Representatives from the National Transportation Safety Board on Friday joined the investigation into a massive chemical spill that sent dozens of people to the hospital in north suburban Beach Park the day before.
The NTSB sent a team of four people to Beach Park Thursday, the agency tweeted, with on-scene investigation into the hazardous materials release beginning Friday morning.
The NTSB's lead investigator was expected to speak during a news conference alongside the Lake County sheriff's office Friday beginning at around 1 p.m.
More than three dozen people, including firefighters and police officers, were taken to area hospitals after a cloud of anhydrous ammonia spilled into the sky from a tractor trailer at around 4:30 a.m. Thursday morning.
The chemical spill took place at the intersection of North Green Bay Road and East 29th Street, with authorities issuing a shelter-in-place order for those within a one-mile radius of the spill for several hours as crews remained on the scene. The incident also forced several area schools to close for the day over safety concerns and transportation issues.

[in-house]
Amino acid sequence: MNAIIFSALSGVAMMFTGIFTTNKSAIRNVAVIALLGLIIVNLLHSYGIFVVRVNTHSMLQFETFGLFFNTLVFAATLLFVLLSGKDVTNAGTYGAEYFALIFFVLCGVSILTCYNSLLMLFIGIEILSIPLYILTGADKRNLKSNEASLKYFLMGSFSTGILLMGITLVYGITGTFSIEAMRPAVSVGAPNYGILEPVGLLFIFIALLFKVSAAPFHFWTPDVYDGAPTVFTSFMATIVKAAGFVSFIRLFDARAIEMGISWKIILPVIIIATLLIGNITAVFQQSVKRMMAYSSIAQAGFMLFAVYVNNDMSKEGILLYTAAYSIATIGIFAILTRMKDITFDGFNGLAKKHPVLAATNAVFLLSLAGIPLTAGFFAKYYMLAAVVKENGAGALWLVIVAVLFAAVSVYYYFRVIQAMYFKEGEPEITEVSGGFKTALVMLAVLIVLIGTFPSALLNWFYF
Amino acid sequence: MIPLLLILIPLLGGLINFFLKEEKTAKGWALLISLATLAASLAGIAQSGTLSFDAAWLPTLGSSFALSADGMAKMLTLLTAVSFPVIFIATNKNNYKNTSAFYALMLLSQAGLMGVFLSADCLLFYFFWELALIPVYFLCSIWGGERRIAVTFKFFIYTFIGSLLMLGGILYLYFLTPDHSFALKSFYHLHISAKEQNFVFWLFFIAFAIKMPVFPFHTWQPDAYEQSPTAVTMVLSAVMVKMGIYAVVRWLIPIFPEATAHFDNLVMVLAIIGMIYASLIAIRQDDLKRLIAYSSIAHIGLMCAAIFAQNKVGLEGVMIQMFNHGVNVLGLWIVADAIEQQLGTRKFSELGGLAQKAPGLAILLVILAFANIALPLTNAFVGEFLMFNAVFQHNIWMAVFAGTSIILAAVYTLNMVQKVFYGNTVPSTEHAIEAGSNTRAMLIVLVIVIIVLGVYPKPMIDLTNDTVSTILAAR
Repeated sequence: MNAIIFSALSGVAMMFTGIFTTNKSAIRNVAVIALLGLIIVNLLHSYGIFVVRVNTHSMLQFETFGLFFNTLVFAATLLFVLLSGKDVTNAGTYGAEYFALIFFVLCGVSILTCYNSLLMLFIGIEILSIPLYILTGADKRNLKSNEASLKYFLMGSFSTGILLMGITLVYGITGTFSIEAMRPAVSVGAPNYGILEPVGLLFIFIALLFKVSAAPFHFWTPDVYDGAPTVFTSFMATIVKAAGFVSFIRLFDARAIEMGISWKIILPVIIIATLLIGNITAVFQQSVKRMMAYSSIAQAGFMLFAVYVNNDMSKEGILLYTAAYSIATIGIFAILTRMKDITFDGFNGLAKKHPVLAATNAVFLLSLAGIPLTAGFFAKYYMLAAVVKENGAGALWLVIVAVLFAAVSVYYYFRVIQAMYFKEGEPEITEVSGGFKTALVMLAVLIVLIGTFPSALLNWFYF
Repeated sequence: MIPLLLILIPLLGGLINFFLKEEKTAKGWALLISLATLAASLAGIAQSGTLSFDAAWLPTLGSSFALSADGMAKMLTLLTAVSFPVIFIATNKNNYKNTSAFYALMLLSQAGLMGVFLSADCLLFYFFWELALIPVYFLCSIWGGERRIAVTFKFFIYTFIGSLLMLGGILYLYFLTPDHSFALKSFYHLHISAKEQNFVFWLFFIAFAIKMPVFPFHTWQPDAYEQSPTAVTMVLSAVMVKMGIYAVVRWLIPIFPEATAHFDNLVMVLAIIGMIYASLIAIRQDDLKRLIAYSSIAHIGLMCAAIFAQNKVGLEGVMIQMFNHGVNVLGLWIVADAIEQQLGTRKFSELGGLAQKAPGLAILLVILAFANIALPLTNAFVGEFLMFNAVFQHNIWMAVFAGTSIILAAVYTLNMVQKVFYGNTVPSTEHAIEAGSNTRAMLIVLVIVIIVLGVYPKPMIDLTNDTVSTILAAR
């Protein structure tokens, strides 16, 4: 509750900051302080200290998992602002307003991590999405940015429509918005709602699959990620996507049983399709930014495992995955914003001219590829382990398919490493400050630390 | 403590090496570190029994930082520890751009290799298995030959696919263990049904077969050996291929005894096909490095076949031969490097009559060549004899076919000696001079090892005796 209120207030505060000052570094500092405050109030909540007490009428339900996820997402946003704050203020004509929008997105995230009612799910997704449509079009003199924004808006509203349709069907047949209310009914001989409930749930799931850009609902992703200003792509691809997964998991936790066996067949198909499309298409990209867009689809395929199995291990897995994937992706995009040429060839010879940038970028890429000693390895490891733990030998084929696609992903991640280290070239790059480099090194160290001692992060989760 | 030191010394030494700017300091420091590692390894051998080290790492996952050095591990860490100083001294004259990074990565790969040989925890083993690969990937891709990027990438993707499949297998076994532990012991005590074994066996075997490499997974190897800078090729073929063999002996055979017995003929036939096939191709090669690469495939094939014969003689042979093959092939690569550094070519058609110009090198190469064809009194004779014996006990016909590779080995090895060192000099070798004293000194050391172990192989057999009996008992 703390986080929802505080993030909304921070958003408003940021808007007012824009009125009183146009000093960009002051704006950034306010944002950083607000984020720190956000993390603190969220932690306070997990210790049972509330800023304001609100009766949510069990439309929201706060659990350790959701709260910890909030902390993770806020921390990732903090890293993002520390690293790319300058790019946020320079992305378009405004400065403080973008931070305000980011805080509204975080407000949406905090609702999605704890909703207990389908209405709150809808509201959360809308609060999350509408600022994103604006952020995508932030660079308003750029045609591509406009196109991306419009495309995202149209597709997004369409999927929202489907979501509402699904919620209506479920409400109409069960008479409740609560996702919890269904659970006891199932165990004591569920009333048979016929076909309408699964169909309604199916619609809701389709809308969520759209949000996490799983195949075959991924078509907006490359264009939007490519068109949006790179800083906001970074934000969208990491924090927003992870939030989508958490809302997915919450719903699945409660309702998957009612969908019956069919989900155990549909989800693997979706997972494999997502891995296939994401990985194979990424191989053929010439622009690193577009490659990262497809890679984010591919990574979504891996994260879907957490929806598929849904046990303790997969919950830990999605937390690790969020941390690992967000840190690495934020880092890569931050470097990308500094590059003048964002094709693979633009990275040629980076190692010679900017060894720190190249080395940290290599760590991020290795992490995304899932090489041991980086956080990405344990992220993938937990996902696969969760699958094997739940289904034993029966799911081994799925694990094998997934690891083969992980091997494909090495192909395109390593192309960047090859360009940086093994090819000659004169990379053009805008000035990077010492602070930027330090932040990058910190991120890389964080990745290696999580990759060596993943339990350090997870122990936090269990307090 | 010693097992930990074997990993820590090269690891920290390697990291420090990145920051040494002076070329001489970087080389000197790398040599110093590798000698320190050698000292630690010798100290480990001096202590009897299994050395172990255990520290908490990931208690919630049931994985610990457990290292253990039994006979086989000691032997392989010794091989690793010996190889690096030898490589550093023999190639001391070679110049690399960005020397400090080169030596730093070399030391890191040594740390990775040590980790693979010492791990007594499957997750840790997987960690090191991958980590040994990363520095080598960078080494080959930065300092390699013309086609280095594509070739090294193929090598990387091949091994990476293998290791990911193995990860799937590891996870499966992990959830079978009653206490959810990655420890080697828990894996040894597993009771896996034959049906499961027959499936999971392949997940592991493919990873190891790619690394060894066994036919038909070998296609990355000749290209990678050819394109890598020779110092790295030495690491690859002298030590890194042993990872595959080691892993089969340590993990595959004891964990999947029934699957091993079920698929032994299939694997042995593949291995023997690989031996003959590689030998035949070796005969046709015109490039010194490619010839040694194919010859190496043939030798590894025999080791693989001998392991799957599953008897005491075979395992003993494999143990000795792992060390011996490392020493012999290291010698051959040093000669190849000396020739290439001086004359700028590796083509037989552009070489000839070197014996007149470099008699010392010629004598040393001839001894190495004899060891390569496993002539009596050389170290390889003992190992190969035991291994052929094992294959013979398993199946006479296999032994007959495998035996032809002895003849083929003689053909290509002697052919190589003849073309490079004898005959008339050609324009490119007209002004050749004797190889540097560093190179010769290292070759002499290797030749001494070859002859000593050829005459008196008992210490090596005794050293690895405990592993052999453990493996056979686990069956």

Thirty-seven people, seven of which were in critical but stable condition, were taken to hospitals for breathing and inhalation issues, authorities said. The remaining 30 were said to be in serious but stable condition. Among those hospitalized were 11 firefighters and three police officers, the Lake County Sheriff's office reported.
Police arrived at the scene early Thursday morning after a caller reported a possible vehicle fire at the intersection.
"As the deputies approached they were overcome by the chemical that was in the air," Sgt. Christopher Covelli with the Lake County Sheriff's office said. "They had to retreat and couldn’t actively attend to the scene."
The driver of the vehicle also appeared to have "some medical issues" likely due to the spill, he added.
Anhydrous ammonia is a colorless gas with "pungent, suffocating fumes," per the CDC, which said it can cause difficulty breathing, chest pain, burns and more, becoming potentially fatal at high concentrations.
"This is a very dangerous chemical that can cause unconsciousness and worse case scenario death," Covelli said.
It was not immediately clear what caused the tractor trailer to begin spilling the chemical. Authorities were expected to details "investigative protocol" at Friday's news conference.